A lease in its most basic form is the renting of some sort of property. For instance, a company requires a forklift for its business, but cannot afford to buy one outright or, alternatively, does not need the forklift for a long period of time. As a result, the company leases the forklift for a period of time. The lease can either be an operating lease or a capital lease.
When purchasing an asset, the buyer acquires ownership of the asset and all benefits and risks embodied in the asset. A firm may acquire use of an asset, including some or all of its benefits and risks, for specified periods of time by making payments through a contractual arrangement called a lease
. Using leases, a firm can avoid tying up too much capital in fixed asset investment.
General incentives for leasing:
- Lessee ownership is closely held; risk reduction is important.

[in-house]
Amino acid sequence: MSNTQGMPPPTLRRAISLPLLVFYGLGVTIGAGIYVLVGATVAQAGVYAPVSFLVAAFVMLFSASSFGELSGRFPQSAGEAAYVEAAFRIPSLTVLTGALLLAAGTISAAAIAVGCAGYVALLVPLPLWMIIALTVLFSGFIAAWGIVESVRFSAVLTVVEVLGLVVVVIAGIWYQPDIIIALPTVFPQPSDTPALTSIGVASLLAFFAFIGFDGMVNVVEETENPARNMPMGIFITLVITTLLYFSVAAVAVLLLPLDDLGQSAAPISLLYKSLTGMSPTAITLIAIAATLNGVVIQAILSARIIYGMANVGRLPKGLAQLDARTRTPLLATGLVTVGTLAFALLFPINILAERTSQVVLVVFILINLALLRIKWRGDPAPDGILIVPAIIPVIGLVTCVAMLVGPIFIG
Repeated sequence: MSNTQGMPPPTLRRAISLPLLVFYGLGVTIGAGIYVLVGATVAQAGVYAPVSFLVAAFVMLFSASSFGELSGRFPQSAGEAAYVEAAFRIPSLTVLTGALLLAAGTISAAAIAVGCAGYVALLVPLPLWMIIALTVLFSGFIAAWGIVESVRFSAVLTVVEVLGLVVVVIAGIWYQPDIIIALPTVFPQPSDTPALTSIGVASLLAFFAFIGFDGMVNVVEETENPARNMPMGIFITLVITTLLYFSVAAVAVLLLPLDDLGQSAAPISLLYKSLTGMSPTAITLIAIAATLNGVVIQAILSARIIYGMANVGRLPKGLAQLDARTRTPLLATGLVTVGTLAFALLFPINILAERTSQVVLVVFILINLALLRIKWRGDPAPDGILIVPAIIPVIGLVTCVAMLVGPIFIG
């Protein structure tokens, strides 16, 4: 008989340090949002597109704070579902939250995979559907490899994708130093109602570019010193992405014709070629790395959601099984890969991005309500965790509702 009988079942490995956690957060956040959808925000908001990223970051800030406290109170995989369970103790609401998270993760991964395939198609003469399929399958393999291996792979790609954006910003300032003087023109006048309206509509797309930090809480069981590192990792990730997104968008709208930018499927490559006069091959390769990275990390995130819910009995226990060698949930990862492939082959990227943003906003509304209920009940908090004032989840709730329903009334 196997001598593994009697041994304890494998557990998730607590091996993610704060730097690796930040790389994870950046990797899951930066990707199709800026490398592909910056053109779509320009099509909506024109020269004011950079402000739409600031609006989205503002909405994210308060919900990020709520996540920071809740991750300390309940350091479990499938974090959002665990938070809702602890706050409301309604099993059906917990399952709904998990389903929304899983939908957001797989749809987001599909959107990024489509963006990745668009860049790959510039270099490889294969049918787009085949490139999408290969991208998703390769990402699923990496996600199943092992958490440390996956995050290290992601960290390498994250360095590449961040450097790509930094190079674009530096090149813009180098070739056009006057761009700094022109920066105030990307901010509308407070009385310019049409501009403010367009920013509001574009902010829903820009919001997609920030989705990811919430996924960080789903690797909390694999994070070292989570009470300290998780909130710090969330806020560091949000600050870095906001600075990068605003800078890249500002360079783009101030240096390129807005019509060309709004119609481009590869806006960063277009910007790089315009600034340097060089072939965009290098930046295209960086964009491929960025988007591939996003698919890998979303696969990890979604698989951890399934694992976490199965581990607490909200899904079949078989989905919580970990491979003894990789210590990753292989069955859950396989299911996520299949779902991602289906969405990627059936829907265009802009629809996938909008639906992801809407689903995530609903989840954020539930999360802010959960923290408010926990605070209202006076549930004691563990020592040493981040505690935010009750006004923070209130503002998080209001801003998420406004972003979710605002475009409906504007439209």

- Lessor has market power and can generate higher profits by leasing the asset than selling it.
- Asset is not specialized to the firm.
- Asset's value is not sensitive to use or abuse (as owner takes better care of asset than lessee).
- Tax incentives. If the lessee is in a low tax bracket and the lessor in a high tax bracket, there are tax benefits to structuring the lease as an operating lease. The reason for this is that by leasing the asset the lessor can retain greater tax benefits from owning the asset (such as accelerated depreciation methods for tax purposes).
Factors favoring an operating lease:
- Period of use is short relative to the overall life of the asset.
- Lessor has a comparative advantage in reselling the asset.
- Corporate bond covenants contain specific covenants relating to financial policies that firms must follow. An operating lease results in lower leverage ratios and higher asset turnover ratios.
- Management compensation contracts contain provisions expressing compensation as a function of returns on invested capital.